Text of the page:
Christians in the USA were shocked to find that under the American
Constitution witchcraft was as legitimate a religion as their
own*. If there were any
Satanists in the world, it is difficult to see why Satanism
should not also enjoy formal recognition. Clearly it is impractical
to extend immunities to all of the requirements of all religions.
If this were done, we might expect to see for example the introduction
or reintroduction of all manner of religious practices: Hindu
suttee (widows immolating themselves on their husbands"
funeral pyres), Celtic head hunting, Saxon stranglings, annual
human sacrifices to the Sun, ritual mutilations, the burning
of heretics, and so on.
In other cases the law is not enforced against selected religious
groups apparently depending on how vocal the group chooses
to be. Since the Satanic Verses affair in 1988 a number of Muslim
clerics have made death threats against Salman Rushdie, Jewish
people, Americans, and others*.
Further spates of death threats were made following the events
of 11 September 2001 and again after October 2005 when a Danish
newspaper published cartoons featuring the person of the prophet
Mohammed. If any secular person had made such threats they would
have been arrested, tried and almost certainly gaoled. Unofficial
exemptions generate ill feeling because they undermine the principle
of equality under the law. So it is that Moslems question why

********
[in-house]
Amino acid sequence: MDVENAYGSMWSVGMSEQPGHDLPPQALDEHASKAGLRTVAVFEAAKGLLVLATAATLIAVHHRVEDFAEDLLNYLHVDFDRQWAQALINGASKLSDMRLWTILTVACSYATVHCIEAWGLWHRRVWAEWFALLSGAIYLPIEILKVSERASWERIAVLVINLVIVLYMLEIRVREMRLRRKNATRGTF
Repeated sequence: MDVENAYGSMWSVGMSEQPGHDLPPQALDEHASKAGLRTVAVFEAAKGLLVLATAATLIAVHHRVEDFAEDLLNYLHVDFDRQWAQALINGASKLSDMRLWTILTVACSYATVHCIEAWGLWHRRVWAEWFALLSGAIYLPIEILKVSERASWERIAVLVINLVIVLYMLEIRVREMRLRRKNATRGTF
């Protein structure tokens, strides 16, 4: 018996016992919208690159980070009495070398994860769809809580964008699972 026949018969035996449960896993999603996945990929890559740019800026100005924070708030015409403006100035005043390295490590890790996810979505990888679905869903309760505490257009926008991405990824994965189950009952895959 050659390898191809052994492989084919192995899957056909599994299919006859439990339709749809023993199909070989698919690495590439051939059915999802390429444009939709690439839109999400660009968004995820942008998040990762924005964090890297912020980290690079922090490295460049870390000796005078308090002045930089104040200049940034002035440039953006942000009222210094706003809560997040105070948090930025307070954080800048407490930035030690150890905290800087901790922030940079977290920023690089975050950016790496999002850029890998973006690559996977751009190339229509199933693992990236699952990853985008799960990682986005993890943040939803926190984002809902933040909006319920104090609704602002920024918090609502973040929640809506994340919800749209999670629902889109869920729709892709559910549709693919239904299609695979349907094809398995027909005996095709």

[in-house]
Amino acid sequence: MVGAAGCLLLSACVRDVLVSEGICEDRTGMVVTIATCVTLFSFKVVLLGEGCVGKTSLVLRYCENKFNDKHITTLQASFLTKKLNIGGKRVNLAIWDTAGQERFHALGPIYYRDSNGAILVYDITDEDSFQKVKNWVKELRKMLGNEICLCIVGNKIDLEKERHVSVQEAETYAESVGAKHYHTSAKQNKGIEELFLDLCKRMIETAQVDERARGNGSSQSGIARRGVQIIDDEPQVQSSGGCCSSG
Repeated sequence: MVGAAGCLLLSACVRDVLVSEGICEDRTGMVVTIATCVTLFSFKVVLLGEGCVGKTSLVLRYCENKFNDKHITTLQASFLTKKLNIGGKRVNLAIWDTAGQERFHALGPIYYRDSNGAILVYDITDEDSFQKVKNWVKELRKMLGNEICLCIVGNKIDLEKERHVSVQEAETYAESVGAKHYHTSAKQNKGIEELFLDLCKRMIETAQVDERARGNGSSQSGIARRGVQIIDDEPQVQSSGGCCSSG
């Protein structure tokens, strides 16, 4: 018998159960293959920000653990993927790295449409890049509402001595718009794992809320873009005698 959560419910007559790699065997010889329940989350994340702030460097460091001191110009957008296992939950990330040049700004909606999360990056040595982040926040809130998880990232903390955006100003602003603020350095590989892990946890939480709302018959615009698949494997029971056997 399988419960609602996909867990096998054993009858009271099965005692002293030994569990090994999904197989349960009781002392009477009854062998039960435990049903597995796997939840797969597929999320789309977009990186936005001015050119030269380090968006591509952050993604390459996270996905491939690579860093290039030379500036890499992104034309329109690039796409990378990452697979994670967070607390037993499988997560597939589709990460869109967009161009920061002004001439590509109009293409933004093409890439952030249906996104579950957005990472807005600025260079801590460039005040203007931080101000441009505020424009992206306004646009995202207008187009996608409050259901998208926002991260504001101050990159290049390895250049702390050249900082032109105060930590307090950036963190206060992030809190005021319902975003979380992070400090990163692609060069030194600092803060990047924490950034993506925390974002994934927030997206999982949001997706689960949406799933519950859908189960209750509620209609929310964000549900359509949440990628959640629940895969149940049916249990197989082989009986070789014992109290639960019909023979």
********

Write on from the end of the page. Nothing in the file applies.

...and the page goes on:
churches are allowed to ring bells to call the faithful to prayer,
while their mezzhuins are not allowed to fit loudspeakers on
their minarets for the same purpose. On the other hand Christians
in London question why police sniffer dogs are allowed in churches
but not into the religious areas of mosques. Animal lovers wonder
why practitioners of Voodoo seem to be free to break the bones
of conscious animals before sacrificing them. Few, if any, prosecutions
are brought for animal cruelty, though prosecutions of farmers
and pet owners are common enough for less cruel activities.
In the USA religious groups are exempt from prosecution for
denying medical attention to their children. Again in the USA,
there are sects who handle poisonous snakes, relying on Jesus"
promises of immunity to believers, as described in Luke 10:19
and Mark 16:18. Many adherents die of the bites they sustain.
No statistics are available on the number of children killed
in this way and we can only speculate on the likely success